Monsoon rains to affect areas in Luzon as STS Dindo exits

Marje Pelayo   •   August 3, 2020   •   864

MANILA, Philippines — Severe tropical storm (STS) Dindo is expected to exit the Philippine area of Responsibility (PAR) on Monday morning but the southwest monsoon may bring occasional heavy rains over certain areas in Luzon, according to the latest forecast from the Philippine Atmospheric, Geophysical and Astronomical Services Administration (PAGASA).

As of 5:00 a.m., the state weather agency located STS Dindo at 475 km North Northeast of Basco, Batanes and is now over the Yaeyama Islands in the Southern Ryukyu island in Japan. 

It is moving northwestward towards the East China Sea while exiting PAR this morning. 

It is likely to make landfall over Zhejiang Province in eastern China tomorrow early morning as a Severe Tropical Storm.

PAGASA said no tropical cyclone wind signal is currently in effect as STS Dindo has no direct impact on the country at the moment. 

However, occasional rains due to the Southwest Monsoon will be experienced over Batanes and Babuyan Islands. 

Meanwhile, the Ilocos Region, Cordillera Administrative Region, the whole of Central Luzon and the rest of Cagayan Valley will be cloudy with scattered rainshowers and thunderstorm also due to the southwest monsoon.

According to PAGASA Weather Forecaster Chris Perez, Metro Manila and the rest of the country will experience generally improving weather condition apart from the isolated afternoon or evening rainshowers or thunderstorms.

The weather bureau is not expecting any tropical cyclone after STS Dindo in the next 24 hours or in the next two to three days, Perez said.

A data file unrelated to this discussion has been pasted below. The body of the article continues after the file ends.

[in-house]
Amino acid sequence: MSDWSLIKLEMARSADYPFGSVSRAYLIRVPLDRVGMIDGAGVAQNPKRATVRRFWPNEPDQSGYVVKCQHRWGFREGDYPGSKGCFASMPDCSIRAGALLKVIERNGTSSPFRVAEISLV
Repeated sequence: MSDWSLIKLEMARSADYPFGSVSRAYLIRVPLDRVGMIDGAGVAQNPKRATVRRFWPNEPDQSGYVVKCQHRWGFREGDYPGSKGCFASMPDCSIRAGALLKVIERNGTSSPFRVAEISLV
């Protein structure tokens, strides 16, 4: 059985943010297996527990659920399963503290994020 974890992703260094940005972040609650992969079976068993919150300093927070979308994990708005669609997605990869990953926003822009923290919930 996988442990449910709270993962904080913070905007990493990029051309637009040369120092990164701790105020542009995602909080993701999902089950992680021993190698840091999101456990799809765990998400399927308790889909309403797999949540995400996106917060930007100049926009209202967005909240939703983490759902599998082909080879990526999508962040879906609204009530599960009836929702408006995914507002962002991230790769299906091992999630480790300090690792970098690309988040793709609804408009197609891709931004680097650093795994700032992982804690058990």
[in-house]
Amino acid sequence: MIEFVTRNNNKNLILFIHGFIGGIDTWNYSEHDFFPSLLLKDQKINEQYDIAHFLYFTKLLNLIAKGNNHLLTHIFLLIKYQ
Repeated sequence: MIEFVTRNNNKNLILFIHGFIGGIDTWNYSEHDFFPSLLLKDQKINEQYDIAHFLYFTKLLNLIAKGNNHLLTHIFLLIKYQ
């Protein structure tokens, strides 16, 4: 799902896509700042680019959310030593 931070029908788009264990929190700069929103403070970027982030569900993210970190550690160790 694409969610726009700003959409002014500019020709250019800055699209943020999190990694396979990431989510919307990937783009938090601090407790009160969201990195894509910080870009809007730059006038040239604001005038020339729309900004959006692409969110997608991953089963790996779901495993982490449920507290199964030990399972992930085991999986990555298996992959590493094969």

Meanwhile, a gale warning is in effect over the northern and western seaboards of Northern Luzon and the western seaboards of Central Luzon. 

Sea travel is risky over these areas due to rough to very rough seas with waves that may reach from 2.5 to 4.5 meters.

Those with small seacrafts are advised to take precautionary measures while venturing out over the other seaboards of Luzon due to moderate to rough seas with waves that could reach from 1.2 to 2.6 meters.

Thus, PAGASA advised the public and concerned local disaster risk reduction and management offices to monitor the agency’s weather advisory to take appropriate measures.

Mark your stargazing calendars! Witness meteor showers, lunar eclipse in May

Aileen Cerrudo   •   May 6, 2021

MANILA, Philippines—Catch the Eta Aquarid meteor shower and the total lunar eclipse in May.

About 20 or more meteors per hour will be seen from the sky as the Earth passes close to the orbit of Halley’s comet, according to the Philippine Atmospheric, Geophysical and Astronomical Services Administration (PAGASA).

The meteor shower is usually active between April 19 and May 28 every year.

“The point from where the meteors appear to radiate is located within the constellation Aquarius, the Water Bearer,” PAGASA said.

Meanwhile, on May 26, a total lunar eclipse will be visible in the Philippine sky. The entire event will be seen in South/East Asia, Australia, Much of North America, South America, Pacific, Atlantic, Indian Ocean, Antarctica.